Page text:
Paradise Co Ltd, an operator in South Korea of foreigner-only casinos, has since November 30 required all customers at its Paradise Casino Walkerhill venue (pictured) in Seoul, to show evidence of a negative test for Covid-19 infection.
The certificate must be issued by either health agencies or hospitals, according to the venue’s website.
The corporate relations team at Paradise Co told GGRAsia that Paradise Walkerhill’s Covid-19 test rule was a result of “flexible” management at a local level, and was a preemptive action. This accounted for why other Paradise Co venues were not requiring such a test, added the firm.
As reported by South Korean media – citing the national authorities – casinos in cities outside the greater Seoul region are required with effect from 12am on Tuesday (December 1), until December 14, to limit the number of guests to 20 percent of each casino’s maximum capacity.
The requirement coincides with the South Korean government’s tightening of so-called social-distancing protocols from what is known locally as “Level 1″, to “Level 1.5″, in order to stem an uptick of Covid-19 infections nationwide.
Under Level 1.5, Kangwon Land Inc, a publicly-listed state-owned enterprise – which operates Kangwon Land Inc in an upland area away from the capital, the only casino in South Korea permitted to offer bets to locals – has limited the daily number of guests to 1,200 from 10am on December 1.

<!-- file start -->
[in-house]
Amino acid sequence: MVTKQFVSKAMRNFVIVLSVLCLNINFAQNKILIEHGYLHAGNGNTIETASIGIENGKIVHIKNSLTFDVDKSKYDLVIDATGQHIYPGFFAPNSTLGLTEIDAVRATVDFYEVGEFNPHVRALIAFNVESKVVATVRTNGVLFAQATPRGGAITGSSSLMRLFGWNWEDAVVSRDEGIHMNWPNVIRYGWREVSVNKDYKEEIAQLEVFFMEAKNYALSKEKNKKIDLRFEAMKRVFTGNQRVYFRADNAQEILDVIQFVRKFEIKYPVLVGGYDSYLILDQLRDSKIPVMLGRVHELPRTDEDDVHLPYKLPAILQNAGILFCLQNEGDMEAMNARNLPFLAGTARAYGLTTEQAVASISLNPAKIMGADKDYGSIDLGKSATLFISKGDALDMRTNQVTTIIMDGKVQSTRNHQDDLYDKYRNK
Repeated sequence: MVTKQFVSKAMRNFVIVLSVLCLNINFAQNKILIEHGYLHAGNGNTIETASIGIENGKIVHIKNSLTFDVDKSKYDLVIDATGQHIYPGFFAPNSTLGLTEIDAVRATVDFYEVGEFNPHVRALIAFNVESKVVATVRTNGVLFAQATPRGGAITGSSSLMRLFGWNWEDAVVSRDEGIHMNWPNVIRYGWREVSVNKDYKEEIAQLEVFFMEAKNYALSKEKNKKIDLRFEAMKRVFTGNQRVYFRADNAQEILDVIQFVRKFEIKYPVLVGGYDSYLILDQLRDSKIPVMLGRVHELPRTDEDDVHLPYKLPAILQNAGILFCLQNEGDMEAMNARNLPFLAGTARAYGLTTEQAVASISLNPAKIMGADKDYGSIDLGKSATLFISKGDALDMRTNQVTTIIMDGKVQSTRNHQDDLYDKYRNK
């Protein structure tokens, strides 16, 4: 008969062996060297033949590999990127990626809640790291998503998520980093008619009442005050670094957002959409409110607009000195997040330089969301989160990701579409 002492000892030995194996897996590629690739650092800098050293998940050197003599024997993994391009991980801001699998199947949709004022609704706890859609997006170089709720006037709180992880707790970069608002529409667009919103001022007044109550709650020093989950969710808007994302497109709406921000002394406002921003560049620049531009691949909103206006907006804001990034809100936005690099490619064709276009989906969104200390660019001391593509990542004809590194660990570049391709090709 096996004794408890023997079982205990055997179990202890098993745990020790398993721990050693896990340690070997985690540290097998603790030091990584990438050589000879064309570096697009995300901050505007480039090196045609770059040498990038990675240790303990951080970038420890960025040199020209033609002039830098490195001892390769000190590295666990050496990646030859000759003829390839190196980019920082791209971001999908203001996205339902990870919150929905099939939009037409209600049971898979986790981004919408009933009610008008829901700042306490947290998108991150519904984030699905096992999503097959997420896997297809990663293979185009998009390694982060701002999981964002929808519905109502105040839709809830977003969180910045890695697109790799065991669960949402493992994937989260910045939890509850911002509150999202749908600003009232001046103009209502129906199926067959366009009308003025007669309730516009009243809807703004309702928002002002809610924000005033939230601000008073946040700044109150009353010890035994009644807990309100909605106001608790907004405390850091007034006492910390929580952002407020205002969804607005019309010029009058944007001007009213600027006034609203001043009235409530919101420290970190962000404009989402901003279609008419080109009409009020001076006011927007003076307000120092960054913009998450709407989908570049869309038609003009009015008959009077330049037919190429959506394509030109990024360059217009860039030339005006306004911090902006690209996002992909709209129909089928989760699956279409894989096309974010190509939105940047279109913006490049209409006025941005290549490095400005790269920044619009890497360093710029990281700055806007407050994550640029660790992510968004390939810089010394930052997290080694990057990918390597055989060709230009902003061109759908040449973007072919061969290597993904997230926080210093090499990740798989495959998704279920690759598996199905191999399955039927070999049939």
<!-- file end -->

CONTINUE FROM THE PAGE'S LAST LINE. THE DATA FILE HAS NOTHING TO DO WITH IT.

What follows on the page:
Kangwon Land had previously – from October 12 – been limiting the daily tally of guests to 2,000, based on the operating hours of 10am to 6am the following day.
As of 12am on Thursday, South Korea had 540 new Covid-19 cases in 24 hours, taking the country’s confirmed tally to 35,703, including 529 deaths, and 28,352 people released from quarantine, according to the Ministry of Health and Welfare.
Oct 26, 2021Customers at Kangwon Land, South Korea’s only casino open to local players, will from November 1 need to have a “vaccine pass” proving they are fully-jabbed against Covid-19, before they can...
Oct 26, 2021
”“The Royal Commission finds Crown is unsuitable to hold a casino licence [in Melbourne] on the basis that it has engaged in conduct that is ‘illegal, dishonest, unethical and exploitative'”
Report from the Royal Commission into the Casino Operator and Licence
State of Victoria, Australia